In a nutshell, Bill got to fly with Thunderbird 7, making him officially cool for the first time in his life. The video reveals his repeated efforts to look and sound as cool as he thought the situation dictated, despite the physical torture he endured. Bill had hit upon a very basic psychological tenet in aviation: Flying is cool, so we want to look (and sound) the part. Roger. Roger?…rrrrRoger.

Bill’s right: Flying is cool, and we are cool because we fly. But like it or not, there’s a little bit of Thunderbird or Blue Angel in most all of us, no matter what we fly. That’s a problem: It can set us up for some real human factors bear traps. The hot-dog pilot warning light flashes wildly when a pilot thinks or mutters those immortal words: “Watch this.” It takes real discipline not to give in to the Ghost Rider impulse to buzz the tower.

Neither you nor I are a Thunderbird (or a Blue Angel, for that matter). Deal with it.

The Science Behind Hot Doggin’

The Department of Defense Human Factors Analysis and Classification System (HFACS) lists several areas that investigators site when they uncover these sort of breaches in flight discipline. That’s right, I said “breaches,” as in an act of breaking or failing to observe a law, agreement, standard, or code of conduct. Pilots choose to hot dog.

In HFACS, overconfidence is a factor when the individual overvalues or overestimates personal capability, the capability of others, or the capability of the aircraft or equipment. Misplaced motivation is causal when an individual replaces the primary goal of a mission with a personal goal. We see excessive motivation to succeed when the pilot is preoccupied with success to the exclusion of other mission factors leading to an unsafe situation. Even a pilot’s personality style is a factor when the individual’s impulsive or invulnerable personality traits result in degraded performance, decision-making, or discipline.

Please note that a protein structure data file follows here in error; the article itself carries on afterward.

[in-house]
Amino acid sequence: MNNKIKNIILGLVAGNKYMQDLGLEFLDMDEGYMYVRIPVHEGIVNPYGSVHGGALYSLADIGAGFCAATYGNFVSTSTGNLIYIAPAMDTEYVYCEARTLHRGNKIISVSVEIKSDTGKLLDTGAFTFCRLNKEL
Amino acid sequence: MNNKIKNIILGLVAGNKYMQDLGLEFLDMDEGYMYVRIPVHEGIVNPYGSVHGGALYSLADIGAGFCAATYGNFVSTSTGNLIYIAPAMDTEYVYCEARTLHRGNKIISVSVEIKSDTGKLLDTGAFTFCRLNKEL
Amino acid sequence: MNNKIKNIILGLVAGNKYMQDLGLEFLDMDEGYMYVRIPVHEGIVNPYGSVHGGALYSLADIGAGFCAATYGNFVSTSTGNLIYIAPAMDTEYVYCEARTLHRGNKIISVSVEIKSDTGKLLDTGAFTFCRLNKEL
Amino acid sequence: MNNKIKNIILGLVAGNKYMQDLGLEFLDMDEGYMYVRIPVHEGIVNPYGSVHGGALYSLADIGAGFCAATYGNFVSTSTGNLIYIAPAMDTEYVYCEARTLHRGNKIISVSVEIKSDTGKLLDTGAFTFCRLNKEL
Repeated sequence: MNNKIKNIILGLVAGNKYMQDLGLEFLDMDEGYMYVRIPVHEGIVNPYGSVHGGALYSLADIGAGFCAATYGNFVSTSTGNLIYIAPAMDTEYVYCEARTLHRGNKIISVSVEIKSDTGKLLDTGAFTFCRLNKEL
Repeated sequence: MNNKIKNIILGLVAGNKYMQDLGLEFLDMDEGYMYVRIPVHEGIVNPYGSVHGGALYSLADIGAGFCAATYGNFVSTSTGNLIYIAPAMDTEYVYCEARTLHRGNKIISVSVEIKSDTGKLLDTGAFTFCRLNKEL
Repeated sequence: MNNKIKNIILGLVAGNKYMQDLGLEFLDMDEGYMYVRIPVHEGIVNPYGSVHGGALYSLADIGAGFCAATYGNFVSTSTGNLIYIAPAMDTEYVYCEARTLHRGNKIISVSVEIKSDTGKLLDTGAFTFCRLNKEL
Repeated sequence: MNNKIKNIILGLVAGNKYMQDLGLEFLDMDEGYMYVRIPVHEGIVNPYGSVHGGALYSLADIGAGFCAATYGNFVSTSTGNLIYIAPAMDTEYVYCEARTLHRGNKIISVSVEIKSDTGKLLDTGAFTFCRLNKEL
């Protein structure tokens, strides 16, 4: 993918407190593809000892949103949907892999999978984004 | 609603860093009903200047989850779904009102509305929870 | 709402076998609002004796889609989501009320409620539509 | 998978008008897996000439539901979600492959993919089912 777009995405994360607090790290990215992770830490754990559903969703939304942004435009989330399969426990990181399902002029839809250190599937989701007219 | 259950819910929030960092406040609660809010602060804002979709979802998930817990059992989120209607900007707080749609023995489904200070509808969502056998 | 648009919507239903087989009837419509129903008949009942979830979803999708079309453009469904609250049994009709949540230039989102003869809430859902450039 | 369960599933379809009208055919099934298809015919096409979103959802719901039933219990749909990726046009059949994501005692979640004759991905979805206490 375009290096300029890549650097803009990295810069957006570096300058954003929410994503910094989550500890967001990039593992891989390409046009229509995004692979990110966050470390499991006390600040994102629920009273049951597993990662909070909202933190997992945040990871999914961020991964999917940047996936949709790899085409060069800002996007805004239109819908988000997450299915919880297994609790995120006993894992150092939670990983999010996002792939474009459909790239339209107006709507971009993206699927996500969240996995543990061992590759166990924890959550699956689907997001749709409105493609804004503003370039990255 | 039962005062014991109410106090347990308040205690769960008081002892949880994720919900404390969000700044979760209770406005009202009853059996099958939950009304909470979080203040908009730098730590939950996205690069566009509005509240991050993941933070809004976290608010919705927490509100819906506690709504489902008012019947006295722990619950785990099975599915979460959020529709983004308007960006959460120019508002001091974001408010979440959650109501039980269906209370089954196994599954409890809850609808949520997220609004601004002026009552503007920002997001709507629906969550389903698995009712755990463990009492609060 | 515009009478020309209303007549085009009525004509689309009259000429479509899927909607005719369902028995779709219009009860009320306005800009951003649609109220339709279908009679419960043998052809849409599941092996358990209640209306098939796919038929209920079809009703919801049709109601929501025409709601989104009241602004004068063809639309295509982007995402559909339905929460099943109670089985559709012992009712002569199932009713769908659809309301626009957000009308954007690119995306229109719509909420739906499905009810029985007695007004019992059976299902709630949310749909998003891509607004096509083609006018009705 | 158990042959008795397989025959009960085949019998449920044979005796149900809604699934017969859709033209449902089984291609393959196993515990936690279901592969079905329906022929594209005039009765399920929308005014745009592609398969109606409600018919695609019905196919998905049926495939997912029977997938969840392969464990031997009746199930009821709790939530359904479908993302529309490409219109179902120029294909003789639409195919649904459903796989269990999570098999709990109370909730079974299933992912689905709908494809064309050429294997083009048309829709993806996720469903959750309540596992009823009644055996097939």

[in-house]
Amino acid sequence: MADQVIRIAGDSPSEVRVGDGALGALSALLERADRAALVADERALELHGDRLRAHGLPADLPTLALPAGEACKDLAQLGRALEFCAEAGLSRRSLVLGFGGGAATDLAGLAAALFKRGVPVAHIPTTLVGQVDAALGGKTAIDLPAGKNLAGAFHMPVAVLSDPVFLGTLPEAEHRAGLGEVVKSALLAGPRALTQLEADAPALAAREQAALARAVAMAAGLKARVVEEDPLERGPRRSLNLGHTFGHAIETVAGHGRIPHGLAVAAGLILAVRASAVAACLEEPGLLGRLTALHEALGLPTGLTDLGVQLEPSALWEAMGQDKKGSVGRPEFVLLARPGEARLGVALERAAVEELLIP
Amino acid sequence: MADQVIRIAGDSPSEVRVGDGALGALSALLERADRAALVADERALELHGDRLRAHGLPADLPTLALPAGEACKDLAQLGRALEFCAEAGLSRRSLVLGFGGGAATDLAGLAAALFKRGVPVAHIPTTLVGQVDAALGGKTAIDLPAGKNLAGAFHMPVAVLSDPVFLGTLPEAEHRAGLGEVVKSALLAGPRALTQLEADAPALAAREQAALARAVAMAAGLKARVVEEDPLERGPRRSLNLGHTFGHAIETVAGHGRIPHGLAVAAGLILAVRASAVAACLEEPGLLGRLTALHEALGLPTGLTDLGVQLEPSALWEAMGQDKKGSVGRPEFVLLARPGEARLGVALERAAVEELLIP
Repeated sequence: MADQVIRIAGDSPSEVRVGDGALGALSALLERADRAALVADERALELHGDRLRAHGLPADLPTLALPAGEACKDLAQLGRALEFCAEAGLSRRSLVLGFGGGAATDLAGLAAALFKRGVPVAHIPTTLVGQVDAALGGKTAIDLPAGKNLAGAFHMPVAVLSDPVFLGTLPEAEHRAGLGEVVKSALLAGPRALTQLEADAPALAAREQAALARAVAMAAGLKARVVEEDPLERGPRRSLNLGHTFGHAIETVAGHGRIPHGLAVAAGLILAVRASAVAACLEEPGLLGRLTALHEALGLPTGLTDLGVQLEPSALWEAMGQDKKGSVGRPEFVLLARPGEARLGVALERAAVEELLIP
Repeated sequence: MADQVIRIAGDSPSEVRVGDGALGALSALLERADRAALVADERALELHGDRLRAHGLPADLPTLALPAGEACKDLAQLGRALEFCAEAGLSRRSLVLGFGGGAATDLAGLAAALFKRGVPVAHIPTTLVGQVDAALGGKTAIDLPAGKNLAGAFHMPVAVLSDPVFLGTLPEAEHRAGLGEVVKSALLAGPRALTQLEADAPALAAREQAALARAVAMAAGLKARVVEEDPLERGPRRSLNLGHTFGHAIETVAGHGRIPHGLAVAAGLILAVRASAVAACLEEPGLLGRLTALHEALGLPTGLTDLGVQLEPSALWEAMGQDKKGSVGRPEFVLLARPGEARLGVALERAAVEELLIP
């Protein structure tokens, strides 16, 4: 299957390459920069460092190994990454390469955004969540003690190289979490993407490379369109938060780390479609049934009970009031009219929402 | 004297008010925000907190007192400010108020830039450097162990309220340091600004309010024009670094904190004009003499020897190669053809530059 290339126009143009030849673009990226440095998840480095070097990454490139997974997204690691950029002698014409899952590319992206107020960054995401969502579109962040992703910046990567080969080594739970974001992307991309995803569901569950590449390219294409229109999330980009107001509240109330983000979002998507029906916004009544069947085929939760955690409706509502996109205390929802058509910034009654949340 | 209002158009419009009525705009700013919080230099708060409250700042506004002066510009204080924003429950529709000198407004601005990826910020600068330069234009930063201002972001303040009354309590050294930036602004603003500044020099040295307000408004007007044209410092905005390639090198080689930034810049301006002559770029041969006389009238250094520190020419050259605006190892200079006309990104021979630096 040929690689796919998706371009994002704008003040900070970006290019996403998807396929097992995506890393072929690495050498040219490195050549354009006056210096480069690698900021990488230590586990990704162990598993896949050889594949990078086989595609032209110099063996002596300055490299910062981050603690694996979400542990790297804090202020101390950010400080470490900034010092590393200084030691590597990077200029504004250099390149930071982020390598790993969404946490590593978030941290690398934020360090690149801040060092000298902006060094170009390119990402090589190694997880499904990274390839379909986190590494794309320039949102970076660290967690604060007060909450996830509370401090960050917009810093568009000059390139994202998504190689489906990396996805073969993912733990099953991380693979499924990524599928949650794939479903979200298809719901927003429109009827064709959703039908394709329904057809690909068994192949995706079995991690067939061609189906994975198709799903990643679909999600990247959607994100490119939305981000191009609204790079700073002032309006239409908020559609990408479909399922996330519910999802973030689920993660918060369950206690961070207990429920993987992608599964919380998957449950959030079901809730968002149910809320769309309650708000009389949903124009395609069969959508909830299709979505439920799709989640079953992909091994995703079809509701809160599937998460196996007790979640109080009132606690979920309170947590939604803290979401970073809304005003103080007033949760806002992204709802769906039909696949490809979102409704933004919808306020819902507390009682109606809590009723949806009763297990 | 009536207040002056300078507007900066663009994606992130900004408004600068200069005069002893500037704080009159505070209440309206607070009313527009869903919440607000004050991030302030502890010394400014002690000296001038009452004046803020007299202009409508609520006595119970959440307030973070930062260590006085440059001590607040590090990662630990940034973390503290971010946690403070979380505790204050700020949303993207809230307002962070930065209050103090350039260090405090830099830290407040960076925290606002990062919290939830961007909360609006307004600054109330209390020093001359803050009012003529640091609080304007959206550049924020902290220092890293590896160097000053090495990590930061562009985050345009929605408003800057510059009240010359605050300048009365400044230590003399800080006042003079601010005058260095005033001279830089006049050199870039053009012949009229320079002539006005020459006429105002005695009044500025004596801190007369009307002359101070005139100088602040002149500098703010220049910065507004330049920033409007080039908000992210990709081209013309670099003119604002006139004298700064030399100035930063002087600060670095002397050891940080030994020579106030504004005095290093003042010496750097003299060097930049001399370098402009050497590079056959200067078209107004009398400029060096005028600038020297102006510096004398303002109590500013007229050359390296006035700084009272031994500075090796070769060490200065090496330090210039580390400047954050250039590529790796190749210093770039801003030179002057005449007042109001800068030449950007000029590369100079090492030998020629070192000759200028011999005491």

Underneath all of these factors lies a flight discipline foundation. The HFACS category of Violation—Lack of Discipline becomes a factor when a pilot intentionally violates procedures or policies without cause or need. These flight discipline violations are vastly unusual. Thus, it’s safe to say that the huge majority of pilots just simply are not hot dogs—we don’t typically give in to these impulses. Still, some pilots find themselves irresistibly drawn to put on a show, especially if spectators are present. Spectators…an external stimulus that often triggers the internal breach in an otherwise disciplined pilot.

The Seductive Lure of an Audience

A hot dog pilot needs an audience, and he loves the big exit: It’s his last curtain call before departing the stage. In 2005, a Pitts Special builder/pilot launched into a VMC sky. Upon reaching 100 feet agl, the pilot doubled back into a 180-degree turn, setting up to perform a low pass over the airport. According to witnesses, while the pilot maneuvered not far above the airport surface, the Pitts developed a sink that resulted in the right wing and landing gear simultaneously impacting the ramp’s asphalt. The aircraft skidded several hundred feet before stopping. Thankfully, the solo pilot received only minor injuries. The NTSB found the pilot causal, citing his failure to maintain an adequate altitude from the airport surface when performing an intentional low-altitude flyby maneuver.